Regarding: Carney, Cuddy & Yap (2010).

Reasonable people, whom I respect, may disagree. However since early 2015 the evidence has been mounting suggesting there is unlikely any embodied effect of nonverbal expansiveness (vs. contractiveness)—i.e.., “power poses” — on internal or psychological outcomes.

As evidence has come in over these past 2+ years, my views have updated to reflect the evidence. As such, I do not believe that “power pose” effects are real.

Any work done in my lab on the embodied effects of power poses was conducted long ago (while still at Columbia University from 2008-2011) – well before my views updated. And so while it may seem I continue to study the phenomenon, those papers (emerging in 2014 and 2015) were already published or were on the cusp of publication as the evidence against power poses began to convince me that power poses weren’t real. My lab is conducting no research on the embodied effects of power poses.

The “review and summary paper” published in 2015 (in response to Ranehill, Dreber, Johannesson, Leiberg, Sul, & Weber (2015 ) seemed reasonable, at the time, since there were a number of effects showing positive evidence and only 1 published that I was aware of showing no evidence. What I regret about writing that “summary” paper is that it suggested people do more work on the topic which I now think is a waste of time and resources. My sense at the time was to put all the pieces of evidence together in one place so we could see what we had on our hands. Ultimately, this summary paper served its intended purpose because it offered a reasonable set of studies for a p-curve analysis which demonstrated no effect (see Simmons & Simonsohn, in press). But it also spawned a little uptick in moderator-type work that I now regret suggesting.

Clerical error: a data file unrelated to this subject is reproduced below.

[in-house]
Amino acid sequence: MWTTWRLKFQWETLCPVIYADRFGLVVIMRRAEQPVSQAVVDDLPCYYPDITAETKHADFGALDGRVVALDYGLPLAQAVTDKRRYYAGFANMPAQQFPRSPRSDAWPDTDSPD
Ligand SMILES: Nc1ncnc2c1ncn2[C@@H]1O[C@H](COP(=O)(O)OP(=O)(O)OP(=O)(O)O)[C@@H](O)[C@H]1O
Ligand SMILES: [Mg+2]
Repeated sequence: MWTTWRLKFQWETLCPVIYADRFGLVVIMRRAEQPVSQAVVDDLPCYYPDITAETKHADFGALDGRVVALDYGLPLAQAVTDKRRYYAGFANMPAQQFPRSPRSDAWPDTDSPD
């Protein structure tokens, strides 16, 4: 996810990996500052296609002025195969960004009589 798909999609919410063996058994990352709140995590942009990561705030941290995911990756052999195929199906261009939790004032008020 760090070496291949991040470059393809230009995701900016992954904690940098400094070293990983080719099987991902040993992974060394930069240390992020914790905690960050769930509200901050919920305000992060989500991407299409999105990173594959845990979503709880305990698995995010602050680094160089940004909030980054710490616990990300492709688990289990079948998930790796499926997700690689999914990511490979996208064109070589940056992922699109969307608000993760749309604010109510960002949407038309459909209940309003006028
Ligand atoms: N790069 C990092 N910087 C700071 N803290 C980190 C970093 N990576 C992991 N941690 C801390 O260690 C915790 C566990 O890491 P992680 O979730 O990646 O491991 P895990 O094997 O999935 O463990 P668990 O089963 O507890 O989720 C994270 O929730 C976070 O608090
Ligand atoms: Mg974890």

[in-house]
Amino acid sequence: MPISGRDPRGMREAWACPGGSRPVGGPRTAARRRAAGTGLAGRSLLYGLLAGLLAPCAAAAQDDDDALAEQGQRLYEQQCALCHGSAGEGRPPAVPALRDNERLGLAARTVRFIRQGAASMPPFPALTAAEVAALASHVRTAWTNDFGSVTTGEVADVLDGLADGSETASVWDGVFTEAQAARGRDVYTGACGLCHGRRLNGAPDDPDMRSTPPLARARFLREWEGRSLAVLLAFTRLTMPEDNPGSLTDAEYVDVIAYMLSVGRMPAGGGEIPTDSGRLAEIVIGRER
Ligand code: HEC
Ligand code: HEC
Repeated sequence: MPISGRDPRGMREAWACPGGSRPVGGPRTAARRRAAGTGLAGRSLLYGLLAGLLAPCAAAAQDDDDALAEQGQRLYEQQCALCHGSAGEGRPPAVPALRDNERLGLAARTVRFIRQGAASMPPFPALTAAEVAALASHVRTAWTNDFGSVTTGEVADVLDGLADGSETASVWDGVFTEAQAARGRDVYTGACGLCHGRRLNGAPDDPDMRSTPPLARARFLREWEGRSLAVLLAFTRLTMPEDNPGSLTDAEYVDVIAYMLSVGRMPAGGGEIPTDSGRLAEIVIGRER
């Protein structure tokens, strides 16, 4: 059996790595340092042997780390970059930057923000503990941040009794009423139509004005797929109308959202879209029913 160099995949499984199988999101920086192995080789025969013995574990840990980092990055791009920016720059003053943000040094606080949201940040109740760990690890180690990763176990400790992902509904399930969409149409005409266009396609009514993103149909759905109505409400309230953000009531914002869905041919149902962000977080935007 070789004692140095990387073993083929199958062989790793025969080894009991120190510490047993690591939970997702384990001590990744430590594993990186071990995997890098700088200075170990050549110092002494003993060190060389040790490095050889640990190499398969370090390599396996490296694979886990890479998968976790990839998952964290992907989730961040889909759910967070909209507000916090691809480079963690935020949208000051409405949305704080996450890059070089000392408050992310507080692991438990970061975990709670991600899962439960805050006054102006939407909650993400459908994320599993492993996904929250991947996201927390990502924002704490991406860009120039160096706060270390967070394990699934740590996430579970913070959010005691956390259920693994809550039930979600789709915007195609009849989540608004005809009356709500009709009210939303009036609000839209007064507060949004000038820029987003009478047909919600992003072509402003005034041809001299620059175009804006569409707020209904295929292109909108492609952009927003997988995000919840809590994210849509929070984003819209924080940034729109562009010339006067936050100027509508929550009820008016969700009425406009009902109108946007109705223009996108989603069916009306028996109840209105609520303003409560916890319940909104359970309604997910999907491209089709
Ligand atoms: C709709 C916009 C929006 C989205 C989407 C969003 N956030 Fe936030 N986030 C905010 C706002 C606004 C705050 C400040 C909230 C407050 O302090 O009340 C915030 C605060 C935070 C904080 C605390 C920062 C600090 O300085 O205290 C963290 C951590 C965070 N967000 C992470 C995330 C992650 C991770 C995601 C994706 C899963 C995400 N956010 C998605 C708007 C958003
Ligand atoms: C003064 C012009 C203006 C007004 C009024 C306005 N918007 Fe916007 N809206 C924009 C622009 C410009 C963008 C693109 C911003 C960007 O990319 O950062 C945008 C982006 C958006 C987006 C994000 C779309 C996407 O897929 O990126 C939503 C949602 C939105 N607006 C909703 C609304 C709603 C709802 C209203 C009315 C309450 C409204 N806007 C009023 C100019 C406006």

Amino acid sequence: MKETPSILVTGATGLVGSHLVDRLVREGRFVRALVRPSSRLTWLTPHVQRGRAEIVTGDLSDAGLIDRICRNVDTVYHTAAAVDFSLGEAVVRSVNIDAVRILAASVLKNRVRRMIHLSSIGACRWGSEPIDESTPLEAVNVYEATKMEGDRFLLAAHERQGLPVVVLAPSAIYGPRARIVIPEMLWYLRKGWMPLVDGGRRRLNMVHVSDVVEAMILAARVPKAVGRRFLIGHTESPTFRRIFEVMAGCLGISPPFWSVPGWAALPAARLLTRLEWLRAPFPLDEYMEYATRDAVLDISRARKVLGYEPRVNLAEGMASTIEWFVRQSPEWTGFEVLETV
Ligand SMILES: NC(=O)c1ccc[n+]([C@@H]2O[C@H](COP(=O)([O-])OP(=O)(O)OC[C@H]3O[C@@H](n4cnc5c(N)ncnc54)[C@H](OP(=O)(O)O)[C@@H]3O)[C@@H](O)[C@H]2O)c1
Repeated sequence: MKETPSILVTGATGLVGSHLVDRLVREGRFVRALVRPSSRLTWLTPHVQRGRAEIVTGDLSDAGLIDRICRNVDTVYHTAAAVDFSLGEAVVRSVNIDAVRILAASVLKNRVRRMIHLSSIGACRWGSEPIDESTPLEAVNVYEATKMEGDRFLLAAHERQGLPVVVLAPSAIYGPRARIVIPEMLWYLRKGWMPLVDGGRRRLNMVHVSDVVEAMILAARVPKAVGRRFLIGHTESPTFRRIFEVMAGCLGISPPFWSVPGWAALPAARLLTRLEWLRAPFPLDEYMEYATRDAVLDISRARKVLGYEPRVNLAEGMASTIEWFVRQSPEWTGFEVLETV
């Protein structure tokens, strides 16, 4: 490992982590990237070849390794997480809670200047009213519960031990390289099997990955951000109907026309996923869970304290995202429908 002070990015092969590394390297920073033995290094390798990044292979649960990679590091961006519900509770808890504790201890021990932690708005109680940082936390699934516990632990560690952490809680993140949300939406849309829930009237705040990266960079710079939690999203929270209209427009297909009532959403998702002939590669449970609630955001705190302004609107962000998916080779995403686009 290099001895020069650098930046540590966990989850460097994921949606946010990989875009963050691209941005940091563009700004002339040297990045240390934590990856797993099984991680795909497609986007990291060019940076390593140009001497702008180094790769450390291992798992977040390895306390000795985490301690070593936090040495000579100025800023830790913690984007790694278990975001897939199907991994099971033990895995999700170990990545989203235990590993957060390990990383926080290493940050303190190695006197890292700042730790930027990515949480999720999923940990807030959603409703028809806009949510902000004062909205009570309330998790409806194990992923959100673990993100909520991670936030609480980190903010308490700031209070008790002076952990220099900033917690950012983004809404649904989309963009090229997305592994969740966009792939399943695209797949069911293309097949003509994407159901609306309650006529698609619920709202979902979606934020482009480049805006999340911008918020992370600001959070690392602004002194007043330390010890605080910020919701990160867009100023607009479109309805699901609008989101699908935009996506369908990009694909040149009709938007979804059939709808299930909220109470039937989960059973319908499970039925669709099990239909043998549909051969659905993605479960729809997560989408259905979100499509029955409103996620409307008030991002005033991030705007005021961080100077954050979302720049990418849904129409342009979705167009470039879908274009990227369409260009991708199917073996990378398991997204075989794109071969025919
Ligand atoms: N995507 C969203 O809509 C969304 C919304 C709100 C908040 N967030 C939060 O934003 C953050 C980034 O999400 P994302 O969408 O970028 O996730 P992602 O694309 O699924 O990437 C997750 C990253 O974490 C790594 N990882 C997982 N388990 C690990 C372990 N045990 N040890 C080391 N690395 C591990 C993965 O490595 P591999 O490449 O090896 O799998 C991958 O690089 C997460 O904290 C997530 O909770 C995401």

I continue to be a reviewer on failed replications and re-analyses of the data — signing my reviews as I did in the Ranehill et al. (2015) case — almost always in favor of publication (I was strongly in favor in the Ranehill case). More failed replications are making their way through the publication process. We will see them soon. The evidence against the existence of power poses is undeniable.